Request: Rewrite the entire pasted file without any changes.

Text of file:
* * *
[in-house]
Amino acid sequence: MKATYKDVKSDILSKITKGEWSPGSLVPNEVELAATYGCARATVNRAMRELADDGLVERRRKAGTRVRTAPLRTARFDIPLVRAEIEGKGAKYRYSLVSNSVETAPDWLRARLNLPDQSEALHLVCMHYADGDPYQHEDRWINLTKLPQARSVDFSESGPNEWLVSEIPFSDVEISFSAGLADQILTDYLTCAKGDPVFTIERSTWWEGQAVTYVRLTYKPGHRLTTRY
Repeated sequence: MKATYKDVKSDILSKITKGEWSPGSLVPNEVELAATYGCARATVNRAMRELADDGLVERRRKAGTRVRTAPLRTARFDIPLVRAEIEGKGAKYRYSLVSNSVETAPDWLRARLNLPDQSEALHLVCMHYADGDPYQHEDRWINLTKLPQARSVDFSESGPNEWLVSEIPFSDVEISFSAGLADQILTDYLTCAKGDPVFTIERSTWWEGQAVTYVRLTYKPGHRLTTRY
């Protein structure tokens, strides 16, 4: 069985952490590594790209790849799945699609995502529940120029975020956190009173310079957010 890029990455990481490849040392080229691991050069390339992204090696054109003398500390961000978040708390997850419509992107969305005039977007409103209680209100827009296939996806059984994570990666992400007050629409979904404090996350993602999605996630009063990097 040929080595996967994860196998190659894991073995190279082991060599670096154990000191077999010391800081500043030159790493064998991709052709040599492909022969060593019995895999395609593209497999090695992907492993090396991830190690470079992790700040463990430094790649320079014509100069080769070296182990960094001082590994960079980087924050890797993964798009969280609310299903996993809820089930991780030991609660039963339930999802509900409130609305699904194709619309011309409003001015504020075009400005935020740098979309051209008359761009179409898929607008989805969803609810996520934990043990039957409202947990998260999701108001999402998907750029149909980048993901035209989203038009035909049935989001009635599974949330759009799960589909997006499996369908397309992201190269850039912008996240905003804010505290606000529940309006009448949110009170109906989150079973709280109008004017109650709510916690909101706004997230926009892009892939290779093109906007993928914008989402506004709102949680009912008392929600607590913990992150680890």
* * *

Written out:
[in-house]
Amino acid sequence: MKATYKDVKSDILSKITKGEWSPGSLVPNEVELAATYGCARATVNRAMRELADDGLVERRRKAGTRVRTAPLRTARFDIPLVRAEIEGKGAKYRYSLVSNSVETAPDWLRARLNLPDQSEALHLVCMHYADGDPYQHEDRWINLTKLPQARSVDFSESGPNEWLVSEIPFSDVEISFSAGLADQILTDYLTCAKGDPVFTIERSTWWEGQAVTYVRLTYKPGHRLTTRY
Repeated sequence: MKATYKDVKSDILSKITKGEWSPGSLVPNEVELAATYGCARATVNRAMRELADDGLVERRRKAGTRVRTAPLRTARFDIPLVRAEIEGKGAKYRYSLVSNSVETAPDWLRARLNLPDQSEALHLVCMHYADGDPYQHEDRWINLTKLPQARSVDFSESGPNEWLVSEIPFSDVEISFSAGLADQILTDYLTCAKGDPVFTIERSTWWEGQAVTYVRLTYKPGHRLTTRY
């Protein structure tokens, strides 16, 4: 069985952490590594790209790849799945699609995502529940120029975020956190009173310079957010 890029990455990481490849040392080229691991050069390339992204090696054109003398500390961000978040708390997850419509992107969305005039977007409103209680209100827009296939996806059984994570990666992400007050629409979904404090996350993602999605996630009063990097 040929080595996967994860196998190659894991073995190279082991060599670096154990000191077999010391800081500043030159790493064998991709052709040599492909022969060593019995895999395609593209497999090695992907492993090396991830190690470079992790700040463990430094790649320079014509100069080769070296182990960094001082590994960079980087924050890797993964798009969280609310299903996993809820089930991780030991609660039963339930999802509900409130609305699904194709619309011309409003001015504020075009400005935020740098979309051209008359761009179409898929607008989805969803609810996520934990043990039957409202947990998260999701108001999402998907750029149909980048993901035209989203038009035909049935989001009635599974949330759009799960589909997006499996369908397309992201190269850039912008996240905003804010505290606000529940309006009448949110009170109906989150079973709280109008004017109650709510916690909101706004997230926009892009892939290779093109906007993928914008989402506004709102949680009912008392929600607590913990992150680890």